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Union: Indio Police Department faces a staffing shortage

I-Team investigator John White brought you an in-depth report on the Indio Police Department being a department in turmoil. A city hall investigation is ongoing into the department leadership under Chief Mike Washburn over allegations leveled by the city's two police unions.

The issue stems from the dismissal of an Indio Police officer fired over charges they were found "not guilty" over. The issue has led to allegations from police unions that the Chief and his assistant chiefs lied under oath about.

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John White joins Peter Daut during News Channel 3 at 6:30 p.m. to speak more on the story and additional complaints made by the Indio Police Officers Association, including issues with staffing.

"In addition to that, the police union, the Police Officers Association attorney, her name is Brandy Harper, General Counsel. I just talked with her, and she made the additional allegation now that there's a staffing shortage at the Indio Police Department, something that could eventually impact public safety, especially with all the festivals coming up," John said. "So I reached out to the police department on this to find out what are the staffing levels? Is there a problem in this area?

"There are 13 police officer openings right now, in Indio. Now that's a staff that should be around at 85 or something like that. So it's significant."

- John white

"But instead of it being a mass exodus, like the police unions have kind of described to me, I was told that... here's what happened. Here's how those 13 openings were created," John said. "Four of them are new positions. Three were medical terminations, people left for medical reasons.

John continued, "Also there was one termination and five resignations for various reasons. So the police department will point out that it's not any kind of a mass exodus because of this conflict in this situation that's going on right now."

"On the other side, the police union says, 'Hey, they're doing mandatory overtime and sometimes calling in officers on their days off and forcing them to come in.' So that's an issue that we'll continue to watch," John added.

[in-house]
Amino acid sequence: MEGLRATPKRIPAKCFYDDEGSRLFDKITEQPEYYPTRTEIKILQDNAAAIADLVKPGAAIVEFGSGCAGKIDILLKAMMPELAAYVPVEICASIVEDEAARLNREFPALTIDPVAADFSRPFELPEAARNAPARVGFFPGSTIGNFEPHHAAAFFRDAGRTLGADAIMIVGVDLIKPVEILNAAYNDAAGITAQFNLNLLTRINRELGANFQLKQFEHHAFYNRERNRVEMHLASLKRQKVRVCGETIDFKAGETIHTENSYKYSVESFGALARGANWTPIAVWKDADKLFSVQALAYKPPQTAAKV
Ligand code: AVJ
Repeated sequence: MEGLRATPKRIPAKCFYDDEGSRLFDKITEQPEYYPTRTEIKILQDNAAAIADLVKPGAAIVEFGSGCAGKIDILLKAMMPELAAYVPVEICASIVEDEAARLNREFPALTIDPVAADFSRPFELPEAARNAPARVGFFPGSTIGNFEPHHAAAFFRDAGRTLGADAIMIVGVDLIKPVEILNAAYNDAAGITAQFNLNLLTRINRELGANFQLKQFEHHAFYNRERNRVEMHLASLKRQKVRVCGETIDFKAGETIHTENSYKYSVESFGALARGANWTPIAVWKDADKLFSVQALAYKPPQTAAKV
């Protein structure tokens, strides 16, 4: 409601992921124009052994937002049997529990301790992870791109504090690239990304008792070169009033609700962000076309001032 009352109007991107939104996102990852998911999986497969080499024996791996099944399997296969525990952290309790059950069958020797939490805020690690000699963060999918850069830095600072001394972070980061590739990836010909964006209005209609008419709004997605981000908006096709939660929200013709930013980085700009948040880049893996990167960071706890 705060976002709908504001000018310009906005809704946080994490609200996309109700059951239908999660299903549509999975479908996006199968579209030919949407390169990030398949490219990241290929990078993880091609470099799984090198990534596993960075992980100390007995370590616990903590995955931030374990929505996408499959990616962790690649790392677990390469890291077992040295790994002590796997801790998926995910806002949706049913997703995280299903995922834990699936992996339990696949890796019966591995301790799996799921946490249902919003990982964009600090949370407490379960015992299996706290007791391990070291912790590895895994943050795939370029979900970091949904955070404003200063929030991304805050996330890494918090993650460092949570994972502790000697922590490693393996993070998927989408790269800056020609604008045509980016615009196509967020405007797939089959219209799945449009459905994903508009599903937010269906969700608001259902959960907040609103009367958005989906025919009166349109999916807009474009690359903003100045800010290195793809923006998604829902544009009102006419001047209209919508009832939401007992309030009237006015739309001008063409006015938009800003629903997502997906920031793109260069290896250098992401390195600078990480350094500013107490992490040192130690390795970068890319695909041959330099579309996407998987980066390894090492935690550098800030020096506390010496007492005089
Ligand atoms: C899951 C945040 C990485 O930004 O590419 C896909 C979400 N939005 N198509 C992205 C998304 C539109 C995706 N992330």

So what happens now with the police unions and the chief of police seeming to be digging in in this battle?

"The people I've talked to people on both sides, and you know, these votes of no confidence, we're in the 77 or 80%, depending on what union we're talking about, but there are people on both sides, people who support the chief, people who don't, John said. "The one thing I think that they both agree on is that it's difficult right now, it's kind of an unusual place to work because there are kind of these lines that have been drawn."

"Now the Police Officers Association attorney saying there's been a real breakdown in communication between the chief, his command staff, and the line-level officers," John said. "The mayor continues to stand by the chief, but that she wouldn't do a full interview about this. The city manager who's ultimately responsible for the police chief and the police department also does not do an interview instead giving a statement. The bottom line is the city feels a little bit hampered because they feel like they have to protect everyone's confidentiality. Whereas the police unions don't that where they can, you know, they can share more and make allegations that are very public"

Stay with News Channel 3 for continuing coverage on this issue.

Jesus Reyes

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